The Voting News Weekly: The Voting News Weekly for May 16-22 2016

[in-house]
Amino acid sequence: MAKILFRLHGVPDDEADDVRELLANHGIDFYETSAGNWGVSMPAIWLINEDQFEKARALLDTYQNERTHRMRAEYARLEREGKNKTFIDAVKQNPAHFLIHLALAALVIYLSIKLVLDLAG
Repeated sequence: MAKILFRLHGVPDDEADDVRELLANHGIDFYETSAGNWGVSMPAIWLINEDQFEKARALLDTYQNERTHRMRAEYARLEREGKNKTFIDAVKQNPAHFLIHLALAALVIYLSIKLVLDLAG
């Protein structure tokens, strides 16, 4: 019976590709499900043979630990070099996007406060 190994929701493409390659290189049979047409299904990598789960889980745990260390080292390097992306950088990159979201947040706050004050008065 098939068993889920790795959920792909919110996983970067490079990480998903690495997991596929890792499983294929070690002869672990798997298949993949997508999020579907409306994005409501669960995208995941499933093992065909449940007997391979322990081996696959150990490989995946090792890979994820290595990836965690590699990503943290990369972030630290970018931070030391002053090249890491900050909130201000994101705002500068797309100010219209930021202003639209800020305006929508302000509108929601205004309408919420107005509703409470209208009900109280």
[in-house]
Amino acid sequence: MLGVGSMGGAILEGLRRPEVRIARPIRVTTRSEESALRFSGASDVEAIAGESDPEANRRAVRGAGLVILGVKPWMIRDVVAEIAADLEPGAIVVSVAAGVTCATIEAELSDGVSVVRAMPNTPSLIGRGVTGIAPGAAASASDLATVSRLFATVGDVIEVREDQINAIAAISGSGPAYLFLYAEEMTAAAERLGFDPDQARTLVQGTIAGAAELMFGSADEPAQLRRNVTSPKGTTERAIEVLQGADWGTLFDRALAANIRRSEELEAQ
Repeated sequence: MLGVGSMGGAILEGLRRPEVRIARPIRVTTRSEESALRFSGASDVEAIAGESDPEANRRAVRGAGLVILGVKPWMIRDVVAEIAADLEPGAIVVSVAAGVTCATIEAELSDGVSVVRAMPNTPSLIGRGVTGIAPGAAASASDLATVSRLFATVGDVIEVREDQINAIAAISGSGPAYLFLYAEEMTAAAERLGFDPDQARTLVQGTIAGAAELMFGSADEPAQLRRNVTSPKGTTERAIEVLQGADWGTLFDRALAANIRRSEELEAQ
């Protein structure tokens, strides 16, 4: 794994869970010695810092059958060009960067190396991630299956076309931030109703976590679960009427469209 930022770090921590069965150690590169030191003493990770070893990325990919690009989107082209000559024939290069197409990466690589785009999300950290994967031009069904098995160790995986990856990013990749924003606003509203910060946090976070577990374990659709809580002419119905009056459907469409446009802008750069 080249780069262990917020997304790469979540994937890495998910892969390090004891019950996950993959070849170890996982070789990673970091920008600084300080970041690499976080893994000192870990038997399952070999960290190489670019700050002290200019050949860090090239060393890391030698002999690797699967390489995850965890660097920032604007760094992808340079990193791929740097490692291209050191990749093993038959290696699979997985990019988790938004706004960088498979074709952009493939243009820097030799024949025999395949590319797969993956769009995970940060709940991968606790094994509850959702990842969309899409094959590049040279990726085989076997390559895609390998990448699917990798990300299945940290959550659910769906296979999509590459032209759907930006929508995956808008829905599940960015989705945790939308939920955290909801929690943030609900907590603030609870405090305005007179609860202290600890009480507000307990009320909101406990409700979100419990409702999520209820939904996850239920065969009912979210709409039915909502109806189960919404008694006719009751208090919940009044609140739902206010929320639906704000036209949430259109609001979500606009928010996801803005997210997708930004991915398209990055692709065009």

maryland_260Despite warnings from computer security experts and some senior Obama administration officials, 30 states will allow the electronic transmission of voted ballots for some voters this November. The Connecticut Department of Motor Vehicles and secretary of the state have worked out an agreement to implement a “streamlined motor voter system” that will automatically register eligible citizens to vote when they go to DMV for a driver’s license or state-issued identification card. A federal judge ordered Kansas Secretary of State Kris Kobach to register about 18,000 rejected voters who filed applications at Department of Motor Vehicles offices but didn’t provide the proof of citizenship Kansas law requires. About 1,000 more votes were cast during Baltimore’s primary election than there were voters who checked in at the polls, an ongoing state review has found. For a second time in four years, a federal judge ruled that Montana’s campaign contribution limits are unconstitutional — a decision that could open the way for a flood of money from political parties just three weeks before the June 7 state primary. A federal judge has upheld Virginia’s voter ID law challenged by the Democratic Party of Virginia and two voters alleging the Republican-controlled state legislature enacted it to curb the number of young and minority voters. A former chief of staff to a GOP state senator testified Monday in a federal trial that Wisconsin Republicans were “giddy” about a voter identification requirement enacted in 2011 that they saw as an opportunity to drive down Democratic turnout at the polls. Viewed widely on social media, images of police violence against Kenyan protesters calling for electoral reform have caused international outrage while Western mediators welcomed a decision by a Macedonian court to strike down plans for early elections, in a blow to the ruling VMRO party which was the only major party registered to participate.

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